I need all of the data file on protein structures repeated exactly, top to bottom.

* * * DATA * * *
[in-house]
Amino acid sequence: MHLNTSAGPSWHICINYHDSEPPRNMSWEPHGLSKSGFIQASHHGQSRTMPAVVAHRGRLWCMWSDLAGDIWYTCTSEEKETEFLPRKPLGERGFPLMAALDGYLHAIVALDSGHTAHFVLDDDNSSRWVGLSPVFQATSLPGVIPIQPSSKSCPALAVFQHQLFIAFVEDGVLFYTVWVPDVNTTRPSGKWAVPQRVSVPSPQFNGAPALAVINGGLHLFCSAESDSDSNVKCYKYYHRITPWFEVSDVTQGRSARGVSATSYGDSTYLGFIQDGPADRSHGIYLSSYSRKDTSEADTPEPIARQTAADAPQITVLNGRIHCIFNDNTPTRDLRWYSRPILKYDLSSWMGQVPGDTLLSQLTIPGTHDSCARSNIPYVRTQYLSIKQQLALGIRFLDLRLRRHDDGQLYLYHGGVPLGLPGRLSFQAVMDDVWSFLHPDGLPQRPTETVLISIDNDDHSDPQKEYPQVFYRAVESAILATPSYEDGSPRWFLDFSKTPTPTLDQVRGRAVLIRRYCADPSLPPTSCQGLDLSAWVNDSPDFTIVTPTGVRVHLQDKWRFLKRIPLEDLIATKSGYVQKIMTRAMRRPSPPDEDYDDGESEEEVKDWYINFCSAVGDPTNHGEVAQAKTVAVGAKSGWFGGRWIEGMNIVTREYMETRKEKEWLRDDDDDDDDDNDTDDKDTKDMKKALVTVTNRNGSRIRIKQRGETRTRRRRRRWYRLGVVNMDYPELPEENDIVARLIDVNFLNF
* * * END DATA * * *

[in-house]
Amino acid sequence: MHLNTSAGPSWHICINYHDSEPPRNMSWEPHGLSKSGFIQASHHGQSRTMPAVVAHRGRLWCMWSDLAGDIWYTCTSEEKETEFLPRKPLGERGFPLMAALDGYLHAIVALDSGHTAHFVLDDDNSSRWVGLSPVFQATSLPGVIPIQPSSKSCPALAVFQHQLFIAFVEDGVLFYTVWVPDVNTTRPSGKWAVPQRVSVPSPQFNGAPALAVINGGLHLFCSAESDSDSNVKCYKYYHRITPWFEVSDVTQGRSARGVSATSYGDSTYLGFIQDGPADRSHGIYLSSYSRKDTSEADTPEPIARQTAADAPQITVLNGRIHCIFNDNTPTRDLRWYSRPILKYDLSSWMGQVPGDTLLSQLTIPGTHDSCARSNIPYVRTQYLSIKQQLALGIRFLDLRLRRHDDGQLYLYHGGVPLGLPGRLSFQAVMDDVWSFLHPDGLPQRPTETVLISIDNDDHSDPQKEYPQVFYRAVESAILATPSYEDGSPRWFLDFSKTPTPTLDQVRGRAVLIRRYCADPSLPPTSCQGLDLSAWVNDSPDFTIVTPTGVRVHLQDKWRFLKRIPLEDLIATKSGYVQKIMTRAMRRPSPPDEDYDDGESEEEVKDWYINFCSAVGDPTNHGEVAQAKTVAVGAKSGWFGGRWIEGMNIVTREYMETRKEKEWLRDDDDDDDDDNDTDDKDTKDMKKALVTVTNRNGSRIRIKQRGETRTRRRRRRWYRLGVVNMDYPELPEENDIVARLIDVNFLNF